Part of the International conference on Maharashtra in September 2021 - Aishwarya Walvekar, JNU, New Delhi
Nostalgia is often defined as a ‘yearning for a past’ (Boym), which circulates across time through memories materializing in oral cultures, texts and scriptures, theatre and performances. The circuit of its circulation is completed when that nostalgia materializes in the genealogies of its tradition and ‘surrogate’ (Roach) and diffuse into different forms. The icon of Shivaji has been circulating across the political, social, cultural landscapes of Maharashtra since the seventeenth century and is appropriated by the different castes and ideologies. The economy of the circulation of the icon of Shivaji is vast and spread across different forms and mediums.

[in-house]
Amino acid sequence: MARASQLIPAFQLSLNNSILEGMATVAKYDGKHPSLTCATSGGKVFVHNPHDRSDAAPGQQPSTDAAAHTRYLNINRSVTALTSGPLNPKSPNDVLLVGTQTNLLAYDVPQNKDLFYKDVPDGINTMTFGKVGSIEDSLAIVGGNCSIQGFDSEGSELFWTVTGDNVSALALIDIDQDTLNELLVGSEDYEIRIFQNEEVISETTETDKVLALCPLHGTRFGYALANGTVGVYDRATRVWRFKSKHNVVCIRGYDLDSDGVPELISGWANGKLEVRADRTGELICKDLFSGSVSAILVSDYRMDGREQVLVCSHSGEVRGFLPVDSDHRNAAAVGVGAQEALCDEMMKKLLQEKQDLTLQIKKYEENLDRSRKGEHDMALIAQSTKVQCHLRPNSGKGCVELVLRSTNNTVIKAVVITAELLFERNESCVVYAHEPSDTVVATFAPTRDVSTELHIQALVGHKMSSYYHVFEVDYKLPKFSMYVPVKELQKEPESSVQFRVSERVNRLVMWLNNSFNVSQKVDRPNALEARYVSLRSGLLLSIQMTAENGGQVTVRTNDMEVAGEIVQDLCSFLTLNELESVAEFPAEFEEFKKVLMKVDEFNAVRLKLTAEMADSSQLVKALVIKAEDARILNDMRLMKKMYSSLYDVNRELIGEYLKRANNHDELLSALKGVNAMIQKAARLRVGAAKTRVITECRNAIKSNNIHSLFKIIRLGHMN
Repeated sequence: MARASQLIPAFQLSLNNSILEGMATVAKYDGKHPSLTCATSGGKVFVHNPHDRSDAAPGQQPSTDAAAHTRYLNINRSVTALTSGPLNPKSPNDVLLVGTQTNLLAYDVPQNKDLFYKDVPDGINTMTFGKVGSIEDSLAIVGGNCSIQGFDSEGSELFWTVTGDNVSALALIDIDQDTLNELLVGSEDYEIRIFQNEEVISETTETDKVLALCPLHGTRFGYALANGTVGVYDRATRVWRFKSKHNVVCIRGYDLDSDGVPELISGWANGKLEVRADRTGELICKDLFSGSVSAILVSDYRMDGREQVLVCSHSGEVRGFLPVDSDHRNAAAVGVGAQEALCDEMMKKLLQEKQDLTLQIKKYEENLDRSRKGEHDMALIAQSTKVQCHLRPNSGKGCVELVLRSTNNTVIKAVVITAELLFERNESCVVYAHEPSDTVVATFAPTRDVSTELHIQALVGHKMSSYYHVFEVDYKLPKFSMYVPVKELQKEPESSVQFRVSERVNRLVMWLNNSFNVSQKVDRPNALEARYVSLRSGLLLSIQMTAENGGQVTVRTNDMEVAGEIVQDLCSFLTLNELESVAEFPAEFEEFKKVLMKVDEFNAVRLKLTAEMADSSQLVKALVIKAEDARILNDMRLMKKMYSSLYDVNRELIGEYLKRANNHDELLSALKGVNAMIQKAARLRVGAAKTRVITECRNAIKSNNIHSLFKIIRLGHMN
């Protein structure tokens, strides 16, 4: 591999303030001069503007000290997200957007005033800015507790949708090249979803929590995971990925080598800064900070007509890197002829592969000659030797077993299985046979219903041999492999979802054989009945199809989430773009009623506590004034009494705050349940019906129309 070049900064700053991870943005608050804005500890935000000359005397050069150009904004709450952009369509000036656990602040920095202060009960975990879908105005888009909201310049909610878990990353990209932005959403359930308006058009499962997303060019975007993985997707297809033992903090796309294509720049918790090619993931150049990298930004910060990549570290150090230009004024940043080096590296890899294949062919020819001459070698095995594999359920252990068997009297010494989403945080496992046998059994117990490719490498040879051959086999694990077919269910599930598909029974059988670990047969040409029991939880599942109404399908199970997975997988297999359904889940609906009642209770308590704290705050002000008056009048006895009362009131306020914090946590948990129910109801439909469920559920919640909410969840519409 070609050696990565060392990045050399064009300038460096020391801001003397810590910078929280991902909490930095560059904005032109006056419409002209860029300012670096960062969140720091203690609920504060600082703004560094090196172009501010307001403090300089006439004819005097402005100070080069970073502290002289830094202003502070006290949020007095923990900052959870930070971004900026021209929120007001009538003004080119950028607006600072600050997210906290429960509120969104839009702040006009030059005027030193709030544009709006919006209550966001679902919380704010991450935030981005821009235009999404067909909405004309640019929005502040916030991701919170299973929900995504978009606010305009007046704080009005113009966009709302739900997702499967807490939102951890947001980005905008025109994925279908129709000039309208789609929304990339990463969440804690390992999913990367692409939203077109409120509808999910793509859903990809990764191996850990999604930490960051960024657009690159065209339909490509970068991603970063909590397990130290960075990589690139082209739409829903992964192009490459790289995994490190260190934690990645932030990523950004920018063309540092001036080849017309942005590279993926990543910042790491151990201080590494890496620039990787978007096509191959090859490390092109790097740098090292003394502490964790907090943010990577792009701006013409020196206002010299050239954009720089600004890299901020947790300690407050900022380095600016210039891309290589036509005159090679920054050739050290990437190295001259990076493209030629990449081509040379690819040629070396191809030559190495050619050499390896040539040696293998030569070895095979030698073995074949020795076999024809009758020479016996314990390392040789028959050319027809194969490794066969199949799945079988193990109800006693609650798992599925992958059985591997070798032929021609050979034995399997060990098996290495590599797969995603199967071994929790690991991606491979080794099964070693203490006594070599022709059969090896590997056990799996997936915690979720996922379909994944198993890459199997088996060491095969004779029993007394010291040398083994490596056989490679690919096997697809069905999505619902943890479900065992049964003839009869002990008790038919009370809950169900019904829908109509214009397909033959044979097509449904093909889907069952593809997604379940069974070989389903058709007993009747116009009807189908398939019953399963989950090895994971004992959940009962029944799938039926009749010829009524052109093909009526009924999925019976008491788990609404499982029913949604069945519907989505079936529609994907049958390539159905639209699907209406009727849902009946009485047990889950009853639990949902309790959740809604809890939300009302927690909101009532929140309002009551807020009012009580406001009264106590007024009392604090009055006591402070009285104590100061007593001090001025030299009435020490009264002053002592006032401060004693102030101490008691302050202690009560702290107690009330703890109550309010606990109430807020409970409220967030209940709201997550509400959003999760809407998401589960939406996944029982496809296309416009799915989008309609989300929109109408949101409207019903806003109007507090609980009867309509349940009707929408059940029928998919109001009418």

Janata Raja, a three hour play by B. M. Purandare circulates the icon of Shivaji through its form of historical pageantry – catering to thousands of audiences at once on a large scale as well as involving the public sphere in the process of its embodiment. Open to all, the cast of the play is comprised of untrained enthusiasts eager to embody through the recorded voice and costumes a nostalgia of the seventeenth century past. In doing so, the idea of sovereignty is challenged due to the ‘dual-time’ that the theatrical performance creates. This paper attempts to understand nostalgic past and its materialized presence in theatre circulating through the bodies of the actors and reorganizing the public sphere by its propagation. It argues that one needs to address historicism through the idea of circulation rather than a unidirectional approach by analyzing the case of Janata Raja